“Even if you piss on me and afterwards tell me that I smell of piss, I will still care for you”

COPENHAGEN, DENMARK – A while ago, Bent A. Jespersen received a phone call from a woman he used to date in the 1970s. Today, almost five decades later, Bent says that she is among the women he cared for the most. Ever.

On the phone, she told him that she was coming to Copenhagen. She knew he had an apartment in the city, so she asked if she could come and stay for a few nights.

Bent said yes.

“I remember when I saw her the first time in my life. She was in hot pants and looked really good. She still does!”

The excitement, though, was not shared by the woman. When she saw him, she was obviously disappointed and basically told Bent that he is falling apart.

“And she is right. I know that I am falling apart. But why is she saying that? I am falling apart whether she says it or not,” Bent says.


I met Bent on the street in Copenhagen. I was listening to music, when I locked eyes with this older, unshaven man who stood on the sidewalk with a broken frame in his left hand. His lips were moving, so I removed one of my earbuds and smiled.

“Where have I seen you before?” he asked. “I know I have seen you somewhere.”

Usually, I know right away, whether or not I’ve met a person before. I did not recognize Bent.

We started debating this, when he at some point told me about his six-bedroom apartment on the adjoining street, Istedgade. This detail reminded me of a story my friend told me not long ago.

In short, the story is about her mom who contacted an old friend/boyfriend in Copenhagen, because she needed a place to stay for a couple of nights. When she came to town, my friend met up with her and together they went to the apartment. When the old friend/boyfriend opened the door, they were both taken aback by the extraordinarily mess in the apartment and the state of the old friend.

The old friend was, of course, Bent.


Bent’s new election poster is indeed inspired by Barack Obama’s poster from 2008.


Back on the street in Copenhagen, Bent took his hand off the broken frame and pulled out his wallet to show me a postcard-seized poster. The poster was basically a replica of Barack Obama’s red, blue and white HOPE-poster from 2008, though this one showed Bent’s face and encouraged people to vote for him as mayor of the town Sorø.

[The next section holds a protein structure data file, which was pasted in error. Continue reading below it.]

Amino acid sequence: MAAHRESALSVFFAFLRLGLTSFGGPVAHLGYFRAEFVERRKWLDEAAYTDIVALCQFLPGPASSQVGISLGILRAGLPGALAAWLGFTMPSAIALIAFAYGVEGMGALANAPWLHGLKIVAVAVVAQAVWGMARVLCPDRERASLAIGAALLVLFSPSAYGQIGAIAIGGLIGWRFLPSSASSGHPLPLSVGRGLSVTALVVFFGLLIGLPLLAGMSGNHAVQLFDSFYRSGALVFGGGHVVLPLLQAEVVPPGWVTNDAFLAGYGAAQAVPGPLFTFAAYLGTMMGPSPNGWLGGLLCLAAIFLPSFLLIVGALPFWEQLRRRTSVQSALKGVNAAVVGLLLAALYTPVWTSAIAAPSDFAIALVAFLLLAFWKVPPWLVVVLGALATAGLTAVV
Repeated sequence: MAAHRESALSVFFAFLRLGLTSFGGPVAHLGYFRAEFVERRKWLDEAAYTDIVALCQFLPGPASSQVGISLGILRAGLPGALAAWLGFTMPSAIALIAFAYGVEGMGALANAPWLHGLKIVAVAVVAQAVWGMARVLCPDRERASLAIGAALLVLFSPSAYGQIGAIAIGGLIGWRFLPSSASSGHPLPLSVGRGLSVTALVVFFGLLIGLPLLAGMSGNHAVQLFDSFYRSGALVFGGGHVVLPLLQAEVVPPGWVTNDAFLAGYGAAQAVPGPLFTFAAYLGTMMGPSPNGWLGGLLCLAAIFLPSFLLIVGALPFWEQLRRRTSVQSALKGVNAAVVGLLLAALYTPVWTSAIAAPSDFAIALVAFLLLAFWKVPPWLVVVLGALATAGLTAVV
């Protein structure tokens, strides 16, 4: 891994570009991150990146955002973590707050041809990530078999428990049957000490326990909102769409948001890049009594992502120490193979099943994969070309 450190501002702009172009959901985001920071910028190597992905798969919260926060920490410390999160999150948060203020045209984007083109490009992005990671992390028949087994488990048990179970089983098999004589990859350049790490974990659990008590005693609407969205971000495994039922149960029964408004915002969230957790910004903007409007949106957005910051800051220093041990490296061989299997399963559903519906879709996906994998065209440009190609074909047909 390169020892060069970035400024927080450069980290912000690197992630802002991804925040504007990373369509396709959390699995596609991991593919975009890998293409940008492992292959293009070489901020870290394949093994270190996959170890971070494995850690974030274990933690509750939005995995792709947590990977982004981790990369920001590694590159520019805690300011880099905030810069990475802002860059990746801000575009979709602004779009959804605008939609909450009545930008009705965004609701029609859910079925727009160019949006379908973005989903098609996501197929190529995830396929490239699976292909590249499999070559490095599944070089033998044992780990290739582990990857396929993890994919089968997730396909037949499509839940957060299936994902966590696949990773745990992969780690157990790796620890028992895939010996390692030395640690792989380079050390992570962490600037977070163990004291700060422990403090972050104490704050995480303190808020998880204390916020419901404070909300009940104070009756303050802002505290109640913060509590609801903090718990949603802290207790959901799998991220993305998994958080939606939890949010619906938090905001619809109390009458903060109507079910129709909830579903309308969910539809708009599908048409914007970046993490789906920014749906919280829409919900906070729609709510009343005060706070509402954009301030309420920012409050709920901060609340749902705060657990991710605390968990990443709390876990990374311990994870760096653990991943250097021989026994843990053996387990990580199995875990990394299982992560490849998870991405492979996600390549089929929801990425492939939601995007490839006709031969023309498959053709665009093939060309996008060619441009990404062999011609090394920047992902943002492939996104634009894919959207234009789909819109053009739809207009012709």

The poster was for the election in November 2017 when the Danes decided, who they want for mayors and lower ranking local politicians. On the ballot, a vote for the one-man-party Liberalsocialistisk Borgerliste is a vote for Bent.

“I have participated in almost all elections – local, regional and national – since 1973.”

This story is only for this online journal, and I do not have the ressources to verify Bent’s claim but I found stories about him from elections ten years back (in 2013 he represented the established party Radikale and got nine votes) and he told me in detail about his first election in 1973. That one was also his best election so far.

“I usually don’t get many votes but I also tell people not to vote for me. I don’t really want to be elected, I just want to carry the flag of liberal socialism all over the world.”

Despite four decades of campaigning, Bent never got elected and he usually convince less than 30 voters. Still, he does not plan to stop anytime soon.

“I have lived a life on first class in 76 years and now I want to make sure other people have the same opportunities as I’ve had. I owe this society everything,” Bent says.

Bent gave me his business card, we talked about meeting up some other time and then I moved on.


Shortly afte the street, Bent told me: “When I was a young man I was just as handsome as you are today. Actually, I was more handsome because I was taller.”


A few weeks later, I wrote Bent an email asking for an interview for this blog. Bent replied shortly after: he was indeed interested in talking to a serious journalist and especially in explaining the major ideas of liberal socialism.